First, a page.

SACRAMENTO, Calif. —
Sacramento Bee Pulitzer Prize-winning photographer Paul Kitagaki Jr. and his family were forced to relocate to an internment camp during World War II. Now, he spends his time photographing some of the camp's original subjects or their direct descendants.
Kitagaki's documenting the stories of survival in a traveling exhibit and a book called, 'Behind Barbed Wire: Searching for Japanese Americans incarcerated during World War II.'
"Besides having the exhibit, I thought it was so important to have a book," said Kitagaki. "You needed a tool or some kind of thing where people could share these stories."
Kitagaki says he was shocked to learn famed documentary photographer Dorothea Lange took pictures of his grandparents and father preparing to board a bus in Oakland to a World War II incarceration camp.
Lange also snapped a photo of a little Lester Ouchida. Kitagaki features a then and now photo of 83-year-old Ouchida and his siblings in his book.
"We were incarcerated for our names and what we looked like," said Ouchida. "I was four when I went in. I was 7-and-a-half when I got out. I didn't experience a lot of bad memories, but my oldest brother who was of high school age said he didn't enjoy a single day of his camp life."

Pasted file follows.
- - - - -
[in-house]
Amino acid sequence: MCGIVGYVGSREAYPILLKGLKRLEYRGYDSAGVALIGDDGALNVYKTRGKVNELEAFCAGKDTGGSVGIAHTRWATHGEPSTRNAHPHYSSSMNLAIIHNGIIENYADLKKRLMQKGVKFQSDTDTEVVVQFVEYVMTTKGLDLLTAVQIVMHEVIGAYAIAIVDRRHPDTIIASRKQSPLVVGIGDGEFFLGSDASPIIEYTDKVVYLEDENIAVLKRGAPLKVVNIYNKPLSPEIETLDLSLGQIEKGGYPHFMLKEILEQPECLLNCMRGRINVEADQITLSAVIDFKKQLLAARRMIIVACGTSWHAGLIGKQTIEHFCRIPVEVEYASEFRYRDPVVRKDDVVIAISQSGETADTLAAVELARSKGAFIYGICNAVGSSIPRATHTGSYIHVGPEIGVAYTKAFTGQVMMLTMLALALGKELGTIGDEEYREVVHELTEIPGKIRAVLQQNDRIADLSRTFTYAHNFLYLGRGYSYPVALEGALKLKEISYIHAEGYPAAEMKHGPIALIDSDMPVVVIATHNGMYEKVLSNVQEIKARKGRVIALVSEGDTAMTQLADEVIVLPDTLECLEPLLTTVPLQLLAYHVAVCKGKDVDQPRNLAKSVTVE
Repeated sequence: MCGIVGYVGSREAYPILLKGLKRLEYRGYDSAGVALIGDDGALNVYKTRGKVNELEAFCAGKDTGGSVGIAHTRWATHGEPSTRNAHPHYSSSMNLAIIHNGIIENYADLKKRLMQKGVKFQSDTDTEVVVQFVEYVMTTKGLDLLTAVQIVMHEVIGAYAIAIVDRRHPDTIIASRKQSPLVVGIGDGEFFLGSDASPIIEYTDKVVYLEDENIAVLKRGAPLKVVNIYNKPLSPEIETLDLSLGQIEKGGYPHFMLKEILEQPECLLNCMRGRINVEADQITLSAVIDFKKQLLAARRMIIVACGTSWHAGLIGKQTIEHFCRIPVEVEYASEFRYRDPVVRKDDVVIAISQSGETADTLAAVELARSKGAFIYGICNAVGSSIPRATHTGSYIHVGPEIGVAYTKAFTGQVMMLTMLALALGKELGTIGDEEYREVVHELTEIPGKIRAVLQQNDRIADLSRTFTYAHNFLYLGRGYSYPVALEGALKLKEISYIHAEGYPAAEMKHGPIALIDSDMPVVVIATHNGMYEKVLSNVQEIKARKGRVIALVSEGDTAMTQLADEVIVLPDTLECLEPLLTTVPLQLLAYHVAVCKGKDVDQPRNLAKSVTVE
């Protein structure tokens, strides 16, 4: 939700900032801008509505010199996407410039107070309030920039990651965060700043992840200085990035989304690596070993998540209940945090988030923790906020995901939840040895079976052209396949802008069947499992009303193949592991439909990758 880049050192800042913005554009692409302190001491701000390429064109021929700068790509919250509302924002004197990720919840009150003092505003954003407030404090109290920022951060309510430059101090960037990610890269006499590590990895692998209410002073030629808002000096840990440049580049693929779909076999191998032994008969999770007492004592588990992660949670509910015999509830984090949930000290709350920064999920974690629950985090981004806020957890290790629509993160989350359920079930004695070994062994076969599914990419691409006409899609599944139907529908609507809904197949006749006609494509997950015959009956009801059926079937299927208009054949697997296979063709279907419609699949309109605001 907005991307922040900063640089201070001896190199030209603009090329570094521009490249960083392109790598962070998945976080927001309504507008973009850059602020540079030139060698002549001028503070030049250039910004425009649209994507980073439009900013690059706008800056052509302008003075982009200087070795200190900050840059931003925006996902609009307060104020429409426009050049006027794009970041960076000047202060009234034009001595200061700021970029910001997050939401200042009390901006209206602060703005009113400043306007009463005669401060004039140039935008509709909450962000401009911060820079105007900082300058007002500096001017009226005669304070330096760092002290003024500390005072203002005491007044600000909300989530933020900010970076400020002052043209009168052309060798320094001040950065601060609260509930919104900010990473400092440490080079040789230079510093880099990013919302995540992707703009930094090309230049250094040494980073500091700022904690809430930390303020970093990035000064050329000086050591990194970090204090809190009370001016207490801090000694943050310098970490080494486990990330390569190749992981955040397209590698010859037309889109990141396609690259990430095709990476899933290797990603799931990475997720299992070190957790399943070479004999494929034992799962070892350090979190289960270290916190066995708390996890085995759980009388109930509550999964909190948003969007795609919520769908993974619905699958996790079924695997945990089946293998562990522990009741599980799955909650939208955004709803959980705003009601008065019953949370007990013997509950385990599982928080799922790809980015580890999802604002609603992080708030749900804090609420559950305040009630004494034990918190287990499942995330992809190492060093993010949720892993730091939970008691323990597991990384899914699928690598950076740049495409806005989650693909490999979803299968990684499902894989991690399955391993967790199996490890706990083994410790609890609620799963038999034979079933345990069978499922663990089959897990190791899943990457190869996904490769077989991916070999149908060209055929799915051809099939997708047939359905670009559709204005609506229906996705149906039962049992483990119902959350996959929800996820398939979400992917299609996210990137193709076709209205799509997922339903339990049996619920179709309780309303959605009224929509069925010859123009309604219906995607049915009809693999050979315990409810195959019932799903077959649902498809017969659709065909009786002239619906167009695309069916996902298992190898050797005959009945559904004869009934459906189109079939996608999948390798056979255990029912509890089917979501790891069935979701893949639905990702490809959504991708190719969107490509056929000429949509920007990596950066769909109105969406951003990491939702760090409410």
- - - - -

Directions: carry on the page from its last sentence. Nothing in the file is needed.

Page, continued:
Ouchida visited the camp in February 2020 when, for the first time in 78 years, California apologized to the survivors of Japanese internment camps and their families.
"We gathered every morning and raised the American flag in the camp and pledged allegiance to the flag of the United States of America. How bittersweet. Sweet in that we are still loyal to our country, but bitter in that we're behind barbed wire," said Ouchida. "I always think, damn, I'm as American as anybody. I love American movies. I love football, basketball, I watched the Kings last night."
Ouchida is concerned about the current racial climate, and he doesn't want the country to repeat the mistakes of the past. That's why Ouchida says he's so thankful for the work of talented photographers like Paul Kitagaki Jr. He appreciates Kitagaki's determination to shine a spotlight on a dark time in our nation's history.
Kitagaki is on a mission to share other stories, and he needs the public's help. Do you have a family member or know of someone who survived this dark time in our nation's history? Paul wants to hear from you. You can contact him at Kitagakiphoto.com.
In 1915, Chinese people could not own land in the U.S., so they leased it from a man by the name of George Locke. Today, the town of Locke is a historic district and a part of the U.S. National Park Service.